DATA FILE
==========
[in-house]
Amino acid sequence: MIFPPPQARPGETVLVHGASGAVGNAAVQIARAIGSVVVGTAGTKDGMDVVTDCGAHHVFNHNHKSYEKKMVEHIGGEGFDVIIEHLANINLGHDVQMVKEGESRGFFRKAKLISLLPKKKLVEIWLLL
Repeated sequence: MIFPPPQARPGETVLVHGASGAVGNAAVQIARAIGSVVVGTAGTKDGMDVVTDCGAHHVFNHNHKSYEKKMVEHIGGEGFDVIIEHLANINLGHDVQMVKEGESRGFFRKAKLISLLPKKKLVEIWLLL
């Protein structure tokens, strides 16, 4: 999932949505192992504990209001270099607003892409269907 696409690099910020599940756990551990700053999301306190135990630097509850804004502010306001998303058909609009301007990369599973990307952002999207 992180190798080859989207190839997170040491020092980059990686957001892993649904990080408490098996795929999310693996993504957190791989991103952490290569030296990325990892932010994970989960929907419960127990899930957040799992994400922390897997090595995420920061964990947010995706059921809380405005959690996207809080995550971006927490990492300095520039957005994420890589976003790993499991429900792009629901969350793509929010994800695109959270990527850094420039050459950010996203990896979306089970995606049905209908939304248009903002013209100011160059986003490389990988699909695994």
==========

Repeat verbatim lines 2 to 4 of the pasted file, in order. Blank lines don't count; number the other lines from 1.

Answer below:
Amino acid sequence: MIFPPPQARPGETVLVHGASGAVGNAAVQIARAIGSVVVGTAGTKDGMDVVTDCGAHHVFNHNHKSYEKKMVEHIGGEGFDVIIEHLANINLGHDVQMVKEGESRGFFRKAKLISLLPKKKLVEIWLLL
Repeated sequence: MIFPPPQARPGETVLVHGASGAVGNAAVQIARAIGSVVVGTAGTKDGMDVVTDCGAHHVFNHNHKSYEKKMVEHIGGEGFDVIIEHLANINLGHDVQMVKEGESRGFFRKAKLISLLPKKKLVEIWLLL
């Protein structure tokens, strides 16, 4: 999932949505192992504990209001270099607003892409269907 696409690099910020599940756990551990700053999301306190135990630097509850804004502010306001998303058909609009301007990369599973990307952002999207 992180190798080859989207190839997170040491020092980059990686957001892993649904990080408490098996795929999310693996993504957190791989991103952490290569030296990325990892932010994970989960929907419960127990899930957040799992994400922390897997090595995420920061964990947010995706059921809380405005959690996207809080995550971006927490990492300095520039957005994420890589976003790993499991429900792009629901969350793509929010994800695109959270990527850094420039050459950010996203990896979306089970995606049905209908939304248009903002013209100011160059986003490389990988699909695994």